The Americans with Disabilities Act of 1990 (ADA): ADA is a law that was passed to ensure equal opportunity for individuals with disabilities. It prohibits discrimination on the basis of disability in four areas:
State and local activities (including public transportation)
ADA rights include both individuals who have a disability and those who have a relationship
or association with someone who has a disability. (The ADA defines a disability as
“a physical or mental impairment that substantially limits one or more major life
activities, or a history or record of such impairment, or a perception by others of
having such impairment.”)
ADA Title I—Employment: The ADA prohibits discrimination on the basis of disability in employment. To be protected by the ADA, a person must have a disability or have a relationship or association with an individual with a disability.
An individual with a disability is defined by the ADA as a person with a physical or mental impairment that substantially limits one or more major life activities, a person who has a history or record of such impairment, or a person who is perceived by others as having such impairment.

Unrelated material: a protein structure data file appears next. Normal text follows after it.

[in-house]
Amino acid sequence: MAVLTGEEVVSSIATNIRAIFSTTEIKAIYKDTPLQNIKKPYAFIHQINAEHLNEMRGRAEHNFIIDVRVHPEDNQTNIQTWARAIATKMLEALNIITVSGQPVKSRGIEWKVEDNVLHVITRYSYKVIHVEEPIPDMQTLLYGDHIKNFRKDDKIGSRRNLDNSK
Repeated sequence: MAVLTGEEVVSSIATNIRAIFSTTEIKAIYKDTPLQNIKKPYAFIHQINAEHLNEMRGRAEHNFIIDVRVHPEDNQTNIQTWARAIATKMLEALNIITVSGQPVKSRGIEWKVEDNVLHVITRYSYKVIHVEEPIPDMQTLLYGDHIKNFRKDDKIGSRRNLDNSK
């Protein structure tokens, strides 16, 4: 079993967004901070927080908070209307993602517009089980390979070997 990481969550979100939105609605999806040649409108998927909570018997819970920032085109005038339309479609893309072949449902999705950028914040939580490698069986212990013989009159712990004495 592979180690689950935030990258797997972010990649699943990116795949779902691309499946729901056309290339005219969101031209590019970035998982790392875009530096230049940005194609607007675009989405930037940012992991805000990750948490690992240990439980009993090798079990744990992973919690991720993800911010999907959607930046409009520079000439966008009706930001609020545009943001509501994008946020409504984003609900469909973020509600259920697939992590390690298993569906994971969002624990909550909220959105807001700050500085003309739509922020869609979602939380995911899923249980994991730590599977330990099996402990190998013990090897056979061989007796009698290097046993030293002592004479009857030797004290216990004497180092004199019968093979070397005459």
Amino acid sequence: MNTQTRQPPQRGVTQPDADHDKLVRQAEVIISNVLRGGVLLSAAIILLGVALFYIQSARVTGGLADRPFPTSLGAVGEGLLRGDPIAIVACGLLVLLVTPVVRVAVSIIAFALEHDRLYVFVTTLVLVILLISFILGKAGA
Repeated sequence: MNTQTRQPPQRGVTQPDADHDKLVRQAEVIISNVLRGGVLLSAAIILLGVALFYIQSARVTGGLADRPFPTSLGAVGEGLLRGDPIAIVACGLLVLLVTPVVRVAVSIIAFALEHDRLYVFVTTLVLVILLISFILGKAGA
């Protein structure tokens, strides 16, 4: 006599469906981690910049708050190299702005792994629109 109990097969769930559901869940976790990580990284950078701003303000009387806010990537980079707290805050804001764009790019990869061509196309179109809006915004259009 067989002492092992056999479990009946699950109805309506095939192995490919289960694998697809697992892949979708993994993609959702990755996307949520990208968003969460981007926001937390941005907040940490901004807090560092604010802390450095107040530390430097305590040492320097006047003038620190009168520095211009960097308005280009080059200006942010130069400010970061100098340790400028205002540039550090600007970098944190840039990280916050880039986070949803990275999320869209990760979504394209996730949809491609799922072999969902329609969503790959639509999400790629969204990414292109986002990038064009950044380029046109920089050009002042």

Title I requires employers with 15 or more employees to provide qualified individuals with disabilities an equal opportunity to benefit from the full range of employment-related opportunities available to others. For example, it prohibits discrimination in recruitment, hiring, promotions, training, pay, social activities, and other privileges of employment. It restricts questions that can be asked about an applicant's disability before a job offer is made, and it requires that employers make reasonable accommodation to the known physical or mental limitations of otherwise qualified individuals with disabilities, unless it results in undue hardship.
Title I complaints must be filed with the U. S. Equal Employment Opportunity Commission (EEOC) within 180 days of the date of discrimination, or 300 days if the charge is filed with a designated State or local fair employment practice agency. Individuals may file a lawsuit in Federal court only after they receive a "right-to-sue" letter from the EEOC. Charges of employment discrimination on the basis of disability may be filed at any U.S. Equal Employment Opportunity Commission field office. Field offices are located in 50 cities throughout the U.S. and are listed in most telephone directories under "U.S. Government."
ADA Title II: Prohibits discrimination against students with disabilities in all educational institutions
which receive funding from a state or local governmental entity.
ADA Title III: Prohibits discrimination against students with disabilities in private schools.